I would say your wiping utility needs a lot of work still. Stephen Michael at xxxxxx@xxx.xxx or Stephen Michael at xxxxxx@xxx.xxx. P.S. One last idea: Ordinarily, the hard drive is controlled not so much by the CPU but by the mainboard chipset. (northbridge I think) CPU usage for a modern hard drive running flat out is usually one or two percent. Wiping process is disk intensive and the CPU should not be pegged out close to 100% usage.

so again, i'm back to programming until one of us is satisfied.... the final product will have to wait...

i'm attaching the pics if you need to see the results...

download: 974kb (11 .png pics)

http://www.mediafire.com/?3eog0adm2je

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From recollection flash drives have a limited read/write cycle. This kind of activity (35 overwrites) would probably significantly reduce their operative lifespan.

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Yes, it would. Usually over 10000 read/writes. Maybe there is an extra 0 at the end.

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How long is the service life of a USB flash stick? Many store important data on USB sticks, but have no idea how reliable it is. And even fewer people know that there are variations between different types of NAND flash memory sticks according to their lifespan. There are two different kind of NAND flash memory: SLC Single Layer Cell (SLC) and Multi Layer Cell (MLC). They not only vary with respect to their useful life, but also support different read and write speeds.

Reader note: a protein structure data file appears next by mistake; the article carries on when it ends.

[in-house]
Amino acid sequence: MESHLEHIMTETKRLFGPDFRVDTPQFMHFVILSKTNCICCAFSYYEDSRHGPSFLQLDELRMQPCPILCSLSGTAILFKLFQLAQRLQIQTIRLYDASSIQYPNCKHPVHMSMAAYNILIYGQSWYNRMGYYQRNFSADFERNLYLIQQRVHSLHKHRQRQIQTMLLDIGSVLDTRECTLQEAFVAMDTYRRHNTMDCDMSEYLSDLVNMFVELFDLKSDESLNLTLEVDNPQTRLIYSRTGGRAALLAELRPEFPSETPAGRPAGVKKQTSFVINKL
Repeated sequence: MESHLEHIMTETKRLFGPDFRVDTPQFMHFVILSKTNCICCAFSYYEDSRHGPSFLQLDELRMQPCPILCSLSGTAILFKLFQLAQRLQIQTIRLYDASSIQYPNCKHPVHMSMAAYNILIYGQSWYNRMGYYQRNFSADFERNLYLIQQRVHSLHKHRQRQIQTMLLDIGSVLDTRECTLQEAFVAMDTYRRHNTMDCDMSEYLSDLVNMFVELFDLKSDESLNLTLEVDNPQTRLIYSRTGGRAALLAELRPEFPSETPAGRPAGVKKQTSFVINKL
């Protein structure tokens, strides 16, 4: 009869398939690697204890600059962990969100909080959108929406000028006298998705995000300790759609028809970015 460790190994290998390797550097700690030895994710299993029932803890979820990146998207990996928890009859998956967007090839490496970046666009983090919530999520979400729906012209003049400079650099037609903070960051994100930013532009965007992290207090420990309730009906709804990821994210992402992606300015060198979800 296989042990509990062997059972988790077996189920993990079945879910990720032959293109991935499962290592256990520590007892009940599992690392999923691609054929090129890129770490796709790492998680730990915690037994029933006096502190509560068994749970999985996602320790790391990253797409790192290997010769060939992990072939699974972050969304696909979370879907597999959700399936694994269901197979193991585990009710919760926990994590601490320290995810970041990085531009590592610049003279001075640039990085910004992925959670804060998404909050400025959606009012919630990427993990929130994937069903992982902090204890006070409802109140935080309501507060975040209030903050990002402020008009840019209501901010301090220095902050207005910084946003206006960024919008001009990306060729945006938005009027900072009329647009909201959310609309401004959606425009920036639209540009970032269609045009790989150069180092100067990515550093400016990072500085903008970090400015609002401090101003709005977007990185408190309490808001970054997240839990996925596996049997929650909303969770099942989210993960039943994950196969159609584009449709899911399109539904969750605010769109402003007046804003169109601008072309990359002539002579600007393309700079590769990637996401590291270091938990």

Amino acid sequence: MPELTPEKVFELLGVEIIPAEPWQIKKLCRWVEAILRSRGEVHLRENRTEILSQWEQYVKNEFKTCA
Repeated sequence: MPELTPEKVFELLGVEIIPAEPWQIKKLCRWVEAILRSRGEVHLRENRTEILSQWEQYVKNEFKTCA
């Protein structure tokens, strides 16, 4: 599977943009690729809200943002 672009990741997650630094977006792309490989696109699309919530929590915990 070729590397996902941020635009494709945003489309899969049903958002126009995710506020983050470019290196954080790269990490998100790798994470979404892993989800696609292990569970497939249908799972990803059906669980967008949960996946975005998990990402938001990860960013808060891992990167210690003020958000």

NAND SLC flash memory stores one 1 bit in every transistor whereas NAND MLC flash packs 2 bits at each memory cell. Hence, with MLC flash one can store more data on a device with the same physical size. Another advantage of MLC is that it is a cheaper than SLC, that is for a given memory size its price is lower.

However, the downside of MLC is that it is slower than SLC. The read/write performance between different types of memory sticks can be huge. Some of the more expensive sticks are almost as fast as hard disks. Ive seen sticks that read data with 34 MB/s and write with 21 MB/s. If the vendor is silent about the speed it could even be below 1 MB/s.

Another disadvantage of MLC memory is their lower reliability. MLC is usually rated to have about 10,000 write/erase cycles whereas SLC can reach 100,000 to 300,000 cycles. However, this doesnt necessarily mean that SLC sticks are 30 times more reliable than MLC memory. Modern USB stick controllers use the so-called wear-leveling technique to extend the lifespan. The German computer magazine Ct (20/2007) tried to destroy a USB stick by writing constantly to the same logical address. They gave up after 16,000,000 cycles.

So some USB sticks seem to be quite reliable. However, I wouldnt rely on those very cheap sticks you can get everywhere now. There is one factor that makes all USB sticks unreliable though, independent of the price or technology: It is their small size. They are easily forgotten or even lost. That is why it is necessary to take some precautions regarding security and backup. In one of my next posts Ill write about the steps that can be taken to secure a USB stick.

taken from:

http://4sysops.com/archives/usb-memory-stick-lifespan-the-different-service-lives-of-slc-and-mlc-flash-drives/